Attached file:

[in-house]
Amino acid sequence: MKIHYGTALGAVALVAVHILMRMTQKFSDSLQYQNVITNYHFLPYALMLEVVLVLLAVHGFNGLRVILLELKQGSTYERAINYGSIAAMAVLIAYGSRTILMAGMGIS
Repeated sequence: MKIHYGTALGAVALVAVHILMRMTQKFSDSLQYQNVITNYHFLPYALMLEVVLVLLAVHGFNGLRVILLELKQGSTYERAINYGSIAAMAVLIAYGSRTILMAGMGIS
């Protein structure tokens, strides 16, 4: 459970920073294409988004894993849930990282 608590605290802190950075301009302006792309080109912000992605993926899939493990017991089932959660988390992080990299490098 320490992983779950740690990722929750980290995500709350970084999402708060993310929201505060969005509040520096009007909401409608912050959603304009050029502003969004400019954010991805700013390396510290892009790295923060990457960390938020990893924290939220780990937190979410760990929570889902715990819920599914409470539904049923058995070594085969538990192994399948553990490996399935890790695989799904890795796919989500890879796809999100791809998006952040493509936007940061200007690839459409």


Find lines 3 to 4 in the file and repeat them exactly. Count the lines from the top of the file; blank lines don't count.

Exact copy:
Repeated sequence: MKIHYGTALGAVALVAVHILMRMTQKFSDSLQYQNVITNYHFLPYALMLEVVLVLLAVHGFNGLRVILLELKQGSTYERAINYGSIAAMAVLIAYGSRTILMAGMGIS
């Protein structure tokens, strides 16, 4: 459970920073294409988004894993849930990282 608590605290802190950075301009302006792309080109912000992605993926899939493990017991089932959660988390992080990299490098 320490992983779950740690990722929750980290995500709350970084999402708060993310929201505060969005509040520096009007909401409608912050959603304009050029502003969004400019954010991805700013390396510290892009790295923060990457960390938020990893924290939220780990937190979410760990929570889902715990819920599914409470539904049923058995070594085969538990192994399948553990490996399935890790695989799904890795796919989500890879796809999100791809998006952040493509936007940061200007690839459409």